This doesn’t mean you should not be good at something. In fact, my response to Agile’s Wherefore art thou, Expert? was “I think the answer is to be excellent at one or two things, good at many and generally scientifically adept, not mediocre, at lots.” This will open doors for you and help you create them where they do not yet exist.

3) Just pick it up and learn it if you have to. I know this is easier said than done, but I force myself to do this on an almost daily basis, because it makes me think about how. Give yourself assignments that make you question your sanity (like me with seismic velocity modeling soon *shiver*). Even outside science: automotive engines are scarier to me than emergency rooms, snakes and cemeteries are to most others. Yet, if I have to, I will pick up that Chilton auto repair manual and try to fix my car.

Ultimately, learning how to learn is about picking up the thing, breaking it a couple of times, asking those more knowledgeable than you to give you ideas, working at it and figuring it out. It’s also about teachers, mentors and society in general giving you the room in which to do that, and I really wish this is what universities will return to.

Innovation is not just creating new concepts, but also expanding your brain just a little everyday to use existing and new ideas to your and others’ advantage. To understand is to make progress and life just a little less scary. Learn how to learn.

6 comments… add one

  • Matt Hall September 28, 2011, 9:08 PM

    Great post, I will be showing it — and perhaps many more of these Wedges — to my students. I love your second tip, and this idea that we’re all little parcels of individual experience. Some people just seem to be more willing to recognize and capitalize on the validity of their chequered pasts than others. And more enthusiastic about jumping into their chequered futures too. Cheers!

    • Maitri September 28, 2011, 11:53 PM

      The thing about my varied past is that I chose to study or work at these things. I was this close to going on to a structural geology PhD, but opted to study computational sciences because I thought it would make me better-rounded in an industry career. Same with moving from geology into geophysics – seismic interpretation when you don’t understand the seismic data is bogus. Always, the field of study doesn’t dictate my questions; instead, my questions dictate what I study. It’s how it should be.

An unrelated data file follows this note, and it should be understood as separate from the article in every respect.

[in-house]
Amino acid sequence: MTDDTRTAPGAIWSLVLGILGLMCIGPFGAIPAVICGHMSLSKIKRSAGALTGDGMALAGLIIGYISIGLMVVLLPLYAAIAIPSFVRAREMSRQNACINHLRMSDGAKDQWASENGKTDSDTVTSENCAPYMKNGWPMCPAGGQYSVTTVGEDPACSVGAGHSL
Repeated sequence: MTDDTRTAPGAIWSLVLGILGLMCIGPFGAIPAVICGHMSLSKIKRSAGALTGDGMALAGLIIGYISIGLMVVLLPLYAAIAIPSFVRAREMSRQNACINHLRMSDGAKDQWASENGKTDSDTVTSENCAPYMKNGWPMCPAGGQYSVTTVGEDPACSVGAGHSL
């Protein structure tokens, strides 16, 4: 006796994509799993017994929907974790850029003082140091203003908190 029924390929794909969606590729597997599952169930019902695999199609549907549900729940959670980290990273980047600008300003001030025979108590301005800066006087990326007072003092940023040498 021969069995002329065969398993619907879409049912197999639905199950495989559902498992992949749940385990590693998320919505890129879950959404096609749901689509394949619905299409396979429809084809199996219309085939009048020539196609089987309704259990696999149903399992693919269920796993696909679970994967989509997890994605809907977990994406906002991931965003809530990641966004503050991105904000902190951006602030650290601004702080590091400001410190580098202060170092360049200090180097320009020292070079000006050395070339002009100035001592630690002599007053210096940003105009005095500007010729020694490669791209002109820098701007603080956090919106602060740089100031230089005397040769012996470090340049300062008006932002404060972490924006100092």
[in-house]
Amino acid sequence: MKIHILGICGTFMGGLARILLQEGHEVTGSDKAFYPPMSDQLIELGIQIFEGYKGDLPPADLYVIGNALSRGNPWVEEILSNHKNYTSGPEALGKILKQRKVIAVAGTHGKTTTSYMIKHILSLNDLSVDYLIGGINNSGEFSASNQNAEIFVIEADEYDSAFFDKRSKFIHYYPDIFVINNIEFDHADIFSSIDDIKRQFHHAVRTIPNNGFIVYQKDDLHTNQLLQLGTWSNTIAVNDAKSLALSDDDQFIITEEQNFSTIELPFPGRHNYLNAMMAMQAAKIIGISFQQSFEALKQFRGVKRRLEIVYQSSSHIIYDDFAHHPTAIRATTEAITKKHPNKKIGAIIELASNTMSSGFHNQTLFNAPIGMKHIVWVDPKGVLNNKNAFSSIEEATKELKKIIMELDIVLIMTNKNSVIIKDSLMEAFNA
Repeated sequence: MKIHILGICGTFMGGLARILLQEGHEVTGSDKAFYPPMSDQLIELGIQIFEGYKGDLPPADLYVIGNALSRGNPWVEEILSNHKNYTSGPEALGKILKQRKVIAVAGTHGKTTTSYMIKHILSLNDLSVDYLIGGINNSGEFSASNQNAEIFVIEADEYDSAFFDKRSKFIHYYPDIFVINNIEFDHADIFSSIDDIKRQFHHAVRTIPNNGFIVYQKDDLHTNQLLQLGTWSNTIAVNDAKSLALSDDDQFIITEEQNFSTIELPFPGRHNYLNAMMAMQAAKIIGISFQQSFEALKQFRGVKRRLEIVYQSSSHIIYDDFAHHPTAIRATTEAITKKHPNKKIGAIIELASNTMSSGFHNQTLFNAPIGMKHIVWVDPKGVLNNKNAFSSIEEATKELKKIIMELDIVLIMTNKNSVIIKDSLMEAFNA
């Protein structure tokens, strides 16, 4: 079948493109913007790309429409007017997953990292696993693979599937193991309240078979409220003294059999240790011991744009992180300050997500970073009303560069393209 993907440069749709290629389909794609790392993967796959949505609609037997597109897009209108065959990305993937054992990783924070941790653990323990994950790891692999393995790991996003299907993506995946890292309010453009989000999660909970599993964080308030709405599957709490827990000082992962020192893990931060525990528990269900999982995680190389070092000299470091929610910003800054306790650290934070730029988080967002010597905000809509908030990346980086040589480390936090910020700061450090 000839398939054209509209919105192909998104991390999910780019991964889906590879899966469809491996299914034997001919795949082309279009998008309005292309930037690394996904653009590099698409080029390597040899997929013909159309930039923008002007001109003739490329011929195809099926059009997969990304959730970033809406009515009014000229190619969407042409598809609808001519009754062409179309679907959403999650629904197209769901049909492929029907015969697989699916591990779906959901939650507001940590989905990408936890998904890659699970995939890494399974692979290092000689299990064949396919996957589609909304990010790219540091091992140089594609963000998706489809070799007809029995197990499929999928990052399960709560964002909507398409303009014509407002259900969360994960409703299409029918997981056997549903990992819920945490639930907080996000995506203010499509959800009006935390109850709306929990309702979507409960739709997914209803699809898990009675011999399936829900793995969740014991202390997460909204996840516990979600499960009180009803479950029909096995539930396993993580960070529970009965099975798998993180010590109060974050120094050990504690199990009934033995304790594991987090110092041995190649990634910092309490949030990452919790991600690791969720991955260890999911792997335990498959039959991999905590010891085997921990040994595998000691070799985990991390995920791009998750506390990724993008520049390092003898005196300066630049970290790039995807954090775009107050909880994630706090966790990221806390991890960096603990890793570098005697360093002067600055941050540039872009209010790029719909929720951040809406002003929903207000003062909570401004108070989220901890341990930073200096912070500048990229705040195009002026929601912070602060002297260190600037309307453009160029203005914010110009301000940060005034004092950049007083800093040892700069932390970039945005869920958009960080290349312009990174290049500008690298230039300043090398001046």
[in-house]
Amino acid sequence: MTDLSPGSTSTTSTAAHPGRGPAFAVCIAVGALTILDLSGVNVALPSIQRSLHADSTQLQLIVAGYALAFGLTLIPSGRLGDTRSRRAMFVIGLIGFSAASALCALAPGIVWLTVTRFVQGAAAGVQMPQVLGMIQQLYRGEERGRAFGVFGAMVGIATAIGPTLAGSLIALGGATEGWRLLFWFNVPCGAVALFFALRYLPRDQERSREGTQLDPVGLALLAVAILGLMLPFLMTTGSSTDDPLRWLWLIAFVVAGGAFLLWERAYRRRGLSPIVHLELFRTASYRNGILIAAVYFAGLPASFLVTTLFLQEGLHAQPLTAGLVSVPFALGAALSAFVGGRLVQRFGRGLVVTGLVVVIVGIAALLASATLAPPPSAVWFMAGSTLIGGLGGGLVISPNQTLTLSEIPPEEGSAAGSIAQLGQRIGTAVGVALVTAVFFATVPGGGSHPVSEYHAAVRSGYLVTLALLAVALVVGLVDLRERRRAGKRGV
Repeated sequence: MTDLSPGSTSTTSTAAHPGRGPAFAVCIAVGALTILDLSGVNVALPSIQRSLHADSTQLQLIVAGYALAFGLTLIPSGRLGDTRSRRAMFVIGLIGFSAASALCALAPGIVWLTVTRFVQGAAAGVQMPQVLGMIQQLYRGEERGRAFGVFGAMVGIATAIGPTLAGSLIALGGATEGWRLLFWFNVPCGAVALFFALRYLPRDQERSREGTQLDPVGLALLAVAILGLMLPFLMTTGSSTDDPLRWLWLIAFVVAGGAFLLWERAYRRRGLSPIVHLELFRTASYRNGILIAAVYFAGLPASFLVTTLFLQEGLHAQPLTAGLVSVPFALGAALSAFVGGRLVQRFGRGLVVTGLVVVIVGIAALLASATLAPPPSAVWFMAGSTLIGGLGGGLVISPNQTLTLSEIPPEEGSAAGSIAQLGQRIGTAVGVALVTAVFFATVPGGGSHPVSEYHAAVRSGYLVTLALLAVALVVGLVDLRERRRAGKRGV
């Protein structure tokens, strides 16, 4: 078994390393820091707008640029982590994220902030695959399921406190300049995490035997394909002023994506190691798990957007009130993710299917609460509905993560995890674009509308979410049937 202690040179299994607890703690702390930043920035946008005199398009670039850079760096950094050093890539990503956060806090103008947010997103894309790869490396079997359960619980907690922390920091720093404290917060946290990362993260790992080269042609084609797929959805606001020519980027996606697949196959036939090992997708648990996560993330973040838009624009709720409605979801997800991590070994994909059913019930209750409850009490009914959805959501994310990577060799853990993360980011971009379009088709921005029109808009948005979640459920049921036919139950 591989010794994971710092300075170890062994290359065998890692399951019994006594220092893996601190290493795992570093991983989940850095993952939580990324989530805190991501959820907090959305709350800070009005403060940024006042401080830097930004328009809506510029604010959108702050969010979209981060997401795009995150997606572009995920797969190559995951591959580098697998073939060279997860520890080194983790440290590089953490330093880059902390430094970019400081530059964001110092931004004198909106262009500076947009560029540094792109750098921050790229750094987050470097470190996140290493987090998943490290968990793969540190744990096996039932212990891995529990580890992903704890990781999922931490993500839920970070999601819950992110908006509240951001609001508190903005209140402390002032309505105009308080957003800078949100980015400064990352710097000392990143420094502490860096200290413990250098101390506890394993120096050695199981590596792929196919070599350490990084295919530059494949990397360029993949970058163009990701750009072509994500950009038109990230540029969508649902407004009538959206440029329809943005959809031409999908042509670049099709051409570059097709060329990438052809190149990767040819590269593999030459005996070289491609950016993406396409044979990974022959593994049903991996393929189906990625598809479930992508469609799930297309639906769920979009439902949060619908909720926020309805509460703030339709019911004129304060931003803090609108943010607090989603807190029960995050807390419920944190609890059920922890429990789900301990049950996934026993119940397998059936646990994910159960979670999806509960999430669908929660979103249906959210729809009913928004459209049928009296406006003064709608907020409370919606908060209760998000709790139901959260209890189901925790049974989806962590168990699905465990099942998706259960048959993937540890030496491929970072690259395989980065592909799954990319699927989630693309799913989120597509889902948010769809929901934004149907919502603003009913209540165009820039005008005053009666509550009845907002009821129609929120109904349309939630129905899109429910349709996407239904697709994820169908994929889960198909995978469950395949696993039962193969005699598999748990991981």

• Anne Jefferson September 29, 2011, 9:36 AM

    Thanks for this great post, Maitri. I think you’ve talked about a very valuable thing, and one that students might not hear often enough. I remember my childhood cello teacher telling me that it was the goal of music teachers that their students no longer need a music teacher, and it’s something I talk about with my graduate students, but we probably ought to be telling undergraduates this too. Like Matt, I’ll be sharing your post (and others in the carnival) with my students, thanks for sharing your wisdom and perspective.

  • Brian Romans September 29, 2011, 12:10 PM

    This is a great perspective.

  • Clay October 5, 2011, 8:17 AM

    Great, Great post.

    My heart warmed at the Chilton’s comment (I’m more partial to Haynes myself).

    Tonight’s lecture in my grad level geology is on hydrogeology. Then I have to memorize the epochs (as a MechE with zero undergrad geology background) for next week’s test…

    • Maitri October 5, 2011, 9:43 AM

      All of us geologists had to memorize it at some point. You, sir, have a leg up because you work in the industry.

      Ok, in the Cenozoic era, you have the Tertiary (third) and Quaternary (fourth) periods. Take the Quaternary first, since we live in it: We live in the Holocene and you’re familiar with the Pleistocene before it.

      The Tertiary is split into the Paleogene (old) and Neogene (new). Again, take the Neogene first as we drill into it lots in the Gulf of Mexico: Miocene and Pliocene. Next, the Paleogene: Paleocene, Eocene and Oligocene. Those three are the only ones you have to memorize because you’ve heard the rest.

      Now, Paleocene Eocene Oligocene
      Miocene Pliocene
      Pleistocene Holocene

      In other words, Put Eggs On My Plate Please Homer